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Police investigators searched the car and cell phones of two men who survived the San Francisco Zoo tiger attack but won’t say if any evidence was found.

Police investigators searched the car and cell phones of two men who survived the San Francisco Zoo tiger attack but won’t say if any evidence was found.

The San Francisco Chronicle reports that Police spokesman Sgt. Neville Gittens confirmed that investigators were still reviewing the cell phone images taken by Paul and Kulbir Dhaliwal at the time of the Christmas Day tiger attack that killed their friend, Carlos Sousa Jr. Authorities also inspected the car they took to the zoo.

“We’re processing both accordingly,” Gittens said.

Authorities have speculated that the car and phones may contain evidence that would indicate whether the brothers taunted the tiger before it escaped its enclosure. The wall around the tiger grotto was only 121/2 feet high – 4 feet below national safety standards.

Although police have been allowed to inspect the items under a search warrant issued Tuesday, attorneys from the city and zoo are still pushing to examine the items themselves. They went to court Wednesday to get access, but Santa Clara County Superior Court Judge Socrates Manoukian said that he wouldn’t immediately rule on the issue. The judge said he may issue a written decision Friday.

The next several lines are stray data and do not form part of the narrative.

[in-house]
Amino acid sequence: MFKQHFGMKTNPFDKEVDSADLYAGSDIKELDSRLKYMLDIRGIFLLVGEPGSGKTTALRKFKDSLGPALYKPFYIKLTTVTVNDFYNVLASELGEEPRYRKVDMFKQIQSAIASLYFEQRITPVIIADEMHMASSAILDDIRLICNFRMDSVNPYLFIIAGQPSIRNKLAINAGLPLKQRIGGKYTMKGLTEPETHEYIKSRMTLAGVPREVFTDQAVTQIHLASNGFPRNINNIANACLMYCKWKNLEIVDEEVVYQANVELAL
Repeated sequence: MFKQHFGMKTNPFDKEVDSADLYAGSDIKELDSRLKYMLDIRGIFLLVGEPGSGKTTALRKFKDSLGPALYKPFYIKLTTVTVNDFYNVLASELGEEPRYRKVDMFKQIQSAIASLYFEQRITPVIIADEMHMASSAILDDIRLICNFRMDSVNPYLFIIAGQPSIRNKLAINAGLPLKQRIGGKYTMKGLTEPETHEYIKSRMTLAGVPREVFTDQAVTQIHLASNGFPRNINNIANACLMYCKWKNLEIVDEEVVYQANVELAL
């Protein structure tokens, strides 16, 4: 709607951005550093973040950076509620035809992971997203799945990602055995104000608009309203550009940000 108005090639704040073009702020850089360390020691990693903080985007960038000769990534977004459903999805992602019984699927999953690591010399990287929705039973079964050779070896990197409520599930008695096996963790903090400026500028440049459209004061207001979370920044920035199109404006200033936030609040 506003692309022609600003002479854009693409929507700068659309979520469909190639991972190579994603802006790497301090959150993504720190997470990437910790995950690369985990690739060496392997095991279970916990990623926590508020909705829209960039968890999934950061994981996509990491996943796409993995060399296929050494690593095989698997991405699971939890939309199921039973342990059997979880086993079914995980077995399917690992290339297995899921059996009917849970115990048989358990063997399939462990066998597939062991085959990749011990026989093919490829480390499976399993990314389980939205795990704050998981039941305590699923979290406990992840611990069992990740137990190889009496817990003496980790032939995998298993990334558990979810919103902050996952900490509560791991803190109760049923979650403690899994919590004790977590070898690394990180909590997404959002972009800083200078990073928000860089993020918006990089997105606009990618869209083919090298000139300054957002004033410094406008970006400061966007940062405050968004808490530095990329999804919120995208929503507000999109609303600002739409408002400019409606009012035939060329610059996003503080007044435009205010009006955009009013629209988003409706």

The items have been in police custody since the Dec. 25 incident, but investigators said they did not have the right to inspect them without the warrant.

City and zoo officials want to inspect the Dhaliwals’ phones and BMW to help defend against an expected civil lawsuit. Police are investigating possible criminal activity.

“San Francisco is just concerned about the truth,” Deputy City Attorney Sean Connolly said after the Wednesday hearing in San Jose. “We know that something happened out there at the zoo that motivated this tiger. … If there is any evidence of what happened during that period of time, it’s contained in those cell phones.”

Attorneys for the brothers have denied that they teased the animal, in spite of witness accounts that the Dhaliwals were harassing a lion at the big-cat grotto shortly before the attack.

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